Ghost moose are the only white-coated moose. They are covered in parasites. The ticks take so much blood that the creature’s starving body raids its bone marrow, muscles and heart for protein. They get sick, turn white, starve and then die.
On the ninth day of Spring there was still no sun in the sky. It was thirteen degrees and 24 years since the day my love gave his mother pre-eclamspia – the blood poisoning of birth.
He came into the room bleeding, legs shaved, digging at wounds with tweezers, so sure that something was stuck inside. He had gone mad in winter. It was the coldest winter since 1989.
He was saying, I think I’m dying. None of my wounds will heal. I can’t feel my hands and legs. My limbs are numb. I can’t feel the grass beneath my feet.
He responds to cold and anxiety. He is feverish inside corporeal memories of his childhood – dunked into cold baths and forced to take tests for epilepsy. He has compared them to Clockwork Orange – the way the eyelids peeled back.
When he lost his grip on reality he called a doctor to the house. He said, I think it’s my heart, I can’t feel anything, I can’t sit up, my back is gone. The doctor placed his smooth brown hand on the swollen ankle of my love. He said, It’s probably posture related, you just need to stretch.
He went to a different doctor shortly after, to show him a wound in between the line of his hip bones, the red place that wouldn’t go away. The doctor told him to leave it, that nothing bad would come of it. He said, Besides, look at you, you’re fit, you’re fine.
Sick animals stumble when they walk, and then they die.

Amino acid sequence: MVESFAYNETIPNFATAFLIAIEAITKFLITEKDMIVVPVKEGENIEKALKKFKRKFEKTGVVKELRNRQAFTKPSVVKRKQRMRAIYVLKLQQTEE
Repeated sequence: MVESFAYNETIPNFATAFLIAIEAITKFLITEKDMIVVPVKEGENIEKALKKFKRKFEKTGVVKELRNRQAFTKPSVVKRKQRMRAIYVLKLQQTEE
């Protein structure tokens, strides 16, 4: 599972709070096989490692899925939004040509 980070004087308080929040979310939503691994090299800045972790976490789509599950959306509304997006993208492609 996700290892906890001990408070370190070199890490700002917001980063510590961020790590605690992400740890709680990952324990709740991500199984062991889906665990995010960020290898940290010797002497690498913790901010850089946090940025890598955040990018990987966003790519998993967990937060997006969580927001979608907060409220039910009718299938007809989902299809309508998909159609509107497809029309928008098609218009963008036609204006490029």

In the June of 1999 in Maine, Canada there was a surge in moose deaths.
In October 2015 there was a moment where his hunched back was bathed in white light on the bed.
I dreamt of hoofed mammals.
I woke to him choking beside me, caught inside of a bad dream. His breathing quickened and I went to move him, then thought: Isn’t it his own responsibility to stop himself from suffocating?
It is said that anaphylactic shock is nature’s way of extinguishing weakness in the gene pool. In the dark I wondered if the same applies to subconscious self-asphyxiation and it made me sad.
Sometimes in the dreams he is Lemmy, a horse sized dog. Lemmy was a Wolfhound who lived in Footscray and ate grass. In all of the stories, Lemmy thinks he is a cat and tries to crawl into small spaces. This what they have in common, my lover and the dog: they both suffer from a similar kind of dysphoria.
When I tell my friend about the ghost moose she says, Oh my god. That’s horrible.
I forget that not everybody knows this fact about moose.
I guess I have just gotten used to it, I say, the idea of a ghost moose. I think about them all the time. Then I sighed, shook my head and said, They just don’t deserve it. They don’t deserve to turn white and die.
Once I took a picture of him motionless on the floor. Later I found a comic on a scrap of paper in which he had drawn the back of my head in the foreground, and his body in the background. The second panel is a close up of his eyes, the side I couldn’t see. In the comic he wrote about absence, something he didn’t think I understood.
When I write about him I always cast his image in shadows. When he draws me, I am the one casting the shadow.
In these moments, we are less afraid of ghosts, and more afraid of each other.
Mia-Francesca McAuslan is a writer from Melbourne and intern at The Lifted Brow. Her work has appeared and is forthcoming in Yowl! RMIT Creative Writing Anthology, The Morning Bell Journal, The Writers Bloc, Kumiho Society and The Quotable: Issue 18. You can find her at @miafrancescamc, and on instagram at mia_mcauslan
Photograph provided by Loni Jeffs.